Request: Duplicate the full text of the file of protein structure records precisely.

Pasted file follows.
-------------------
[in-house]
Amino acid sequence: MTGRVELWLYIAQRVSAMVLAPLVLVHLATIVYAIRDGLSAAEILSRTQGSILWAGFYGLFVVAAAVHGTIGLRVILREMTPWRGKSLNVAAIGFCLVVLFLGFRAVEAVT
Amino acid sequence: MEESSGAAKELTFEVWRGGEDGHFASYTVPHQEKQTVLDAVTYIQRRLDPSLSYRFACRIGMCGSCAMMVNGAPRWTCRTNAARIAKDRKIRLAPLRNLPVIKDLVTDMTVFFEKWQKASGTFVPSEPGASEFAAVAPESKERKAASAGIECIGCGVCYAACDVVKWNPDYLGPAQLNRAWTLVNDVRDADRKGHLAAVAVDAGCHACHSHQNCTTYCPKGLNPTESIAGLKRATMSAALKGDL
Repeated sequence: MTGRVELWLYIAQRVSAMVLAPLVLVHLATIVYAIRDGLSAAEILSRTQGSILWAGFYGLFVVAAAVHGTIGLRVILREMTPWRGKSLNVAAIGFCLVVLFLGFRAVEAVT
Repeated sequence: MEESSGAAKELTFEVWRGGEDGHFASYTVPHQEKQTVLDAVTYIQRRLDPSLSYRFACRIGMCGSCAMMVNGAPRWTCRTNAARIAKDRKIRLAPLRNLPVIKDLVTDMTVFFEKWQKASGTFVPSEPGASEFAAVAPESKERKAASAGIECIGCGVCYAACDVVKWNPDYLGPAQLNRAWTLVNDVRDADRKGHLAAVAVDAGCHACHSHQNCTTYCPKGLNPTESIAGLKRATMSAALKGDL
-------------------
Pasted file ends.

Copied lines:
[in-house]
Amino acid sequence: MTGRVELWLYIAQRVSAMVLAPLVLVHLATIVYAIRDGLSAAEILSRTQGSILWAGFYGLFVVAAAVHGTIGLRVILREMTPWRGKSLNVAAIGFCLVVLFLGFRAVEAVT
Amino acid sequence: MEESSGAAKELTFEVWRGGEDGHFASYTVPHQEKQTVLDAVTYIQRRLDPSLSYRFACRIGMCGSCAMMVNGAPRWTCRTNAARIAKDRKIRLAPLRNLPVIKDLVTDMTVFFEKWQKASGTFVPSEPGASEFAAVAPESKERKAASAGIECIGCGVCYAACDVVKWNPDYLGPAQLNRAWTLVNDVRDADRKGHLAAVAVDAGCHACHSHQNCTTYCPKGLNPTESIAGLKRATMSAALKGDL
Repeated sequence: MTGRVELWLYIAQRVSAMVLAPLVLVHLATIVYAIRDGLSAAEILSRTQGSILWAGFYGLFVVAAAVHGTIGLRVILREMTPWRGKSLNVAAIGFCLVVLFLGFRAVEAVT
Repeated sequence: MEESSGAAKELTFEVWRGGEDGHFASYTVPHQEKQTVLDAVTYIQRRLDPSLSYRFACRIGMCGSCAMMVNGAPRWTCRTNAARIAKDRKIRLAPLRNLPVIKDLVTDMTVFFEKWQKASGTFVPSEPGASEFAAVAPESKERKAASAGIECIGCGVCYAACDVVKWNPDYLGPAQLNRAWTLVNDVRDADRKGHLAAVAVDAGCHACHSHQNCTTYCPKGLNPTESIAGLKRATMSAALKGDL